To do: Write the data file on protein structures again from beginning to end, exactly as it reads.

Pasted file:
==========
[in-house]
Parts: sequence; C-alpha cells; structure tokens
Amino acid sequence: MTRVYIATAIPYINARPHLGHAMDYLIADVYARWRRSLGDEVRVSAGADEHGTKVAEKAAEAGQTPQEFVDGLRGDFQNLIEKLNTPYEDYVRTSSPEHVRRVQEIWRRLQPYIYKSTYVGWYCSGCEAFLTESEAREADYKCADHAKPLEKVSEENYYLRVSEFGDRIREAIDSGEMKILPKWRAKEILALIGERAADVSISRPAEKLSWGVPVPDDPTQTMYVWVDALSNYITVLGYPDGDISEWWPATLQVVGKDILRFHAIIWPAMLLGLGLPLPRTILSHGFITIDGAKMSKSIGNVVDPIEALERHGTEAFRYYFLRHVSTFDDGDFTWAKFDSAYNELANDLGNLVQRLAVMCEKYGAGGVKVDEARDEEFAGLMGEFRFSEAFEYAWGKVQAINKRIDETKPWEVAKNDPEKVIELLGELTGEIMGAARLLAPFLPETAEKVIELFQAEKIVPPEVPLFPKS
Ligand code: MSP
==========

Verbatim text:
[in-house]
Parts: sequence; C-alpha cells; structure tokens
Amino acid sequence: MTRVYIATAIPYINARPHLGHAMDYLIADVYARWRRSLGDEVRVSAGADEHGTKVAEKAAEAGQTPQEFVDGLRGDFQNLIEKLNTPYEDYVRTSSPEHVRRVQEIWRRLQPYIYKSTYVGWYCSGCEAFLTESEAREADYKCADHAKPLEKVSEENYYLRVSEFGDRIREAIDSGEMKILPKWRAKEILALIGERAADVSISRPAEKLSWGVPVPDDPTQTMYVWVDALSNYITVLGYPDGDISEWWPATLQVVGKDILRFHAIIWPAMLLGLGLPLPRTILSHGFITIDGAKMSKSIGNVVDPIEALERHGTEAFRYYFLRHVSTFDDGDFTWAKFDSAYNELANDLGNLVQRLAVMCEKYGAGGVKVDEARDEEFAGLMGEFRFSEAFEYAWGKVQAINKRIDETKPWEVAKNDPEKVIELLGELTGEIMGAARLLAPFLPETAEKVIELFQAEKIVPPEVPLFPKS
Ligand code: MSP